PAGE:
China and the outer space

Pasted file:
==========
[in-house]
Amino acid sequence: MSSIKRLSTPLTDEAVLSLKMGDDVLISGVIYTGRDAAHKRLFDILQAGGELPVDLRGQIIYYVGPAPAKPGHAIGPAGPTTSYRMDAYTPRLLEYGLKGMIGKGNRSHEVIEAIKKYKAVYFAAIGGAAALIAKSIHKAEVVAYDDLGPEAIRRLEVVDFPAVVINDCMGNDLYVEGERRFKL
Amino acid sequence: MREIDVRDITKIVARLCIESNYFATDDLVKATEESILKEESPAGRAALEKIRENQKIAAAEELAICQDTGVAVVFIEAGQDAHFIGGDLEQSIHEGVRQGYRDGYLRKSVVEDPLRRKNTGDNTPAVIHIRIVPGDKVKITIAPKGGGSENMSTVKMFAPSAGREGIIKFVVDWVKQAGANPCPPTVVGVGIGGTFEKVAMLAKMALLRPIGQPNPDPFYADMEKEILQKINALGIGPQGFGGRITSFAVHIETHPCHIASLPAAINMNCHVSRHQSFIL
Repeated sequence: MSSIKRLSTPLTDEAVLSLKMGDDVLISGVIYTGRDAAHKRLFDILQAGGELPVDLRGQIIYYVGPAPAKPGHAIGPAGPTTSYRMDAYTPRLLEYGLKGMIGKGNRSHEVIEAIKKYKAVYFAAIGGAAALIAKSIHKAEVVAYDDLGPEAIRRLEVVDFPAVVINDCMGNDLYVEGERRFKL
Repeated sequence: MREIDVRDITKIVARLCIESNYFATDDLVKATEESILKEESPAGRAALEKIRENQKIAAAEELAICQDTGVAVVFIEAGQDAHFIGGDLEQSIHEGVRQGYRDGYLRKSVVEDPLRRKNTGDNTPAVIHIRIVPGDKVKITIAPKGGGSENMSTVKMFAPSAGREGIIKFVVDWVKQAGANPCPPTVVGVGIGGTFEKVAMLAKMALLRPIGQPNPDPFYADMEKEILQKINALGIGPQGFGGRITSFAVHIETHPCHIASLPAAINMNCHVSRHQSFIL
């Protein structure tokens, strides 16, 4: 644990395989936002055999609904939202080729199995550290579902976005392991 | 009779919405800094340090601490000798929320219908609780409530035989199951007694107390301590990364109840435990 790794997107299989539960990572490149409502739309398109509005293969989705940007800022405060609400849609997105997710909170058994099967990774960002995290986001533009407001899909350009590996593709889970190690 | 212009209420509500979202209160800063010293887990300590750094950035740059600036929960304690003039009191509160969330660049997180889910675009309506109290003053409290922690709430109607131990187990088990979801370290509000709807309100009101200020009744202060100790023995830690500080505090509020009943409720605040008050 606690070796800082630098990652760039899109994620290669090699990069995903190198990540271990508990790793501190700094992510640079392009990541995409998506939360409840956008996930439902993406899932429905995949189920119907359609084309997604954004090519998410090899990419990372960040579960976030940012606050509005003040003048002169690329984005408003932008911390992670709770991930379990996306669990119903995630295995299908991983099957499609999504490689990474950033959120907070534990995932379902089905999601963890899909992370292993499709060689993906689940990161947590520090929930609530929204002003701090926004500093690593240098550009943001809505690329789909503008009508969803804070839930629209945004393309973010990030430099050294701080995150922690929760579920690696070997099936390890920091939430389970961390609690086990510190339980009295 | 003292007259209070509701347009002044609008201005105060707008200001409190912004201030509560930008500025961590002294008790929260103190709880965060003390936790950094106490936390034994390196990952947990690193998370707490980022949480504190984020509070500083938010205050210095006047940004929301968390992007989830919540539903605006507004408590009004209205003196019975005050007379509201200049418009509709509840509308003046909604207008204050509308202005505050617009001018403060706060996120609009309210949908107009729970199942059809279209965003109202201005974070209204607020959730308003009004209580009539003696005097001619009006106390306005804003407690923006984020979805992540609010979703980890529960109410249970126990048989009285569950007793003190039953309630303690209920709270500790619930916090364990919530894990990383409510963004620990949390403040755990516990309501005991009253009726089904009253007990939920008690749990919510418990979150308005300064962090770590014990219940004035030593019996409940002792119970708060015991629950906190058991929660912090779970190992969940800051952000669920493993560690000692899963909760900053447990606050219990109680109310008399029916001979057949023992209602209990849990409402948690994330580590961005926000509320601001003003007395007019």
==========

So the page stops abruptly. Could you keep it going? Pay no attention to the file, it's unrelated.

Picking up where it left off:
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In October 2003, launching the first « space navigator » or Yuangyuan, represented a dramatic spatial Chinese achievement. What does this demonstration of capacity mean in a field of high technologies with a strong strategic connotation and what national and international political goals does it answer to? Independently from the media use that can be made from programs with a high symbolical value, in order to assess the reality of achievements in the field of the outer space, one must consider the characteristics of the Chinese space sector from the perspective of the reality of the sector’s integration in the development of the country, as well as the political importance it has been granted by the current Chinese leaders. A study of the Chinese spatial policy since its beginnings shows that it has not always been integrated in the different leaders’ priority political objectives, yet spatial activity, because of its own restrictions, cannot wholly coincide with the words of order as they are currently displayed. The organisation of the Chinese spatial sector does show a relative vanishing of military actors, in favour of the emergence of a growing technicisation of the officials, but for all this, the application of private management principles in spatial enterprises cannot replace the necessity of State investments, all the more important that China aims at a real technological autonomy. The Chinese spatial sector is undoubtedly changing. Its future depends both on the perception, by the political Chinese power, of the interest of its present and future strategic role and of the conditions of the country’s economic development, in order to support its financial weight. The rhythm of the spatial achievements to come may thus appear to be an interesting indicator of the regime’s fundamental orientations. – Summary AFRI-2004